This past weekend, we hosted another set of couchsurfers. We love Couchsurfing, although people unfamiliar with this mode of travelling probably think we’re nuts. In its simplest terms, couchsurfing means staying with locals when you travel to different places. But it’s so much more than that. Couchsurfing has allowed us to travel the world while staying put, to forge friendships with people who we’d never have met otherwise, to open our minds to the great wide world and to continue to live out our “what goes around comes around” philosophy.
This post may contain affiliate links. This means that if you purchase something after following a link on this post, I may receive a small commission. Rest assured that I only recommend products and services that I use and love, or that I want to use in the near future.
Couchsurfing is about paying it forward. When you host a couchsurfer, you expect nothing from them, and they expect nothing from you other than a couch on which to crash (hence the term “courchsurfer”). The only expectation is that the couchsurfer will then open up his or her home when he/she’s able. But in our experience, the kindness and hospitality from couchsufring hosts as well as couchsurfers always leaves us amazed at how much good there really is in the world.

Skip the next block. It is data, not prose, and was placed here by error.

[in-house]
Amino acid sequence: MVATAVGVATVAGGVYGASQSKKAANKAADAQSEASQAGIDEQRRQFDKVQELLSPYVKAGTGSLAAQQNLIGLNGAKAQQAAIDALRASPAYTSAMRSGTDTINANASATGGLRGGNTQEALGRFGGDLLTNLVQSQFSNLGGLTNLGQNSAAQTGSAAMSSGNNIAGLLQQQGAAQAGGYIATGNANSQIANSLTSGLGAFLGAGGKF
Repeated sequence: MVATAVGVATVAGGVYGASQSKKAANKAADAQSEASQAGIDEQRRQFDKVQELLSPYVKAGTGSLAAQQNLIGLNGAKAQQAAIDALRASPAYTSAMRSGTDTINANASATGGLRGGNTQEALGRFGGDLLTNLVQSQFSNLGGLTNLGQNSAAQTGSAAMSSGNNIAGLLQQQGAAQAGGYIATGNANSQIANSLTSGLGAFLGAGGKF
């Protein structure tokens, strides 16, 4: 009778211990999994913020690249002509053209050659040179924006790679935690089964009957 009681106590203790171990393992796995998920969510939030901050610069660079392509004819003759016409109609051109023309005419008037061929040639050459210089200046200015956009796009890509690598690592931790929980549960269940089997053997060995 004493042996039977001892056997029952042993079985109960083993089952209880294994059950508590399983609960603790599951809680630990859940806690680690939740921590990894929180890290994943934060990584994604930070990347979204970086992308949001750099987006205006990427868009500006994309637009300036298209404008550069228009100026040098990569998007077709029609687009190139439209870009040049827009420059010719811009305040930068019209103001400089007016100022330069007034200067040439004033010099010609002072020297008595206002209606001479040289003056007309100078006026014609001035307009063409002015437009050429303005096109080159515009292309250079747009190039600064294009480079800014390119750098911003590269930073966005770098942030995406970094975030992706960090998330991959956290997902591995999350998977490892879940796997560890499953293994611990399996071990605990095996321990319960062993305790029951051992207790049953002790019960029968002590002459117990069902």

In our world of 24/7 news, social media wars, and headlines that compete for our attention, it seems the more gory and disgusting a story is, the more airtime it gets. The result is a general feeling of mistrust and fear-mongering about a world that’s really not nearly as bad as it seems. Yes, there are a lot of tragedies in the world. Yes, there is a lot of violence in the world. Yes, there are people who take advantage of others. But there is also a great deal of kindness in the world. There is also a great number of people who genuinely care about others, whether they know those others on a personal level or not. And encountering this kind of kindness is what Couchsurfing is all about.
An even less-known group of kind travellers is the group that offers their backyards or indoor accommodations for cycle tourists. Warm Showers is a website very similar to Couchsurfing, but it caters specifically to cycle tourists.
In our eight years as couchsurfing hosts, we’ve welcomed a variety of people who have enriched our lives with their stories, experiences, and kindness. We once hosted a group of young cyclists who teaches school children about a sustainable lifestyle (and walks the talk—or cycles the route, as it were—by going from school to school by bicycle). We’ve hosted hitchhikers from Lithuania, a lovely girl from Poland, a girl from Portugal who lives in England, a wonderful rock band from Montreal, and I could keep going.
In our more recent experience as Warm Showers hosts, we’ve welcomed cross-Canada cyclists and world-touring cyclists in our home. Each one of these wonderful people had amazing travel stories to share, and our philosophies of exploring the world and being kind to others while doing so matches up with theirs. We’ve hosted vastly different people from vastly different backgrounds, but our love for travel unites us in a way that is difficult to explain in words.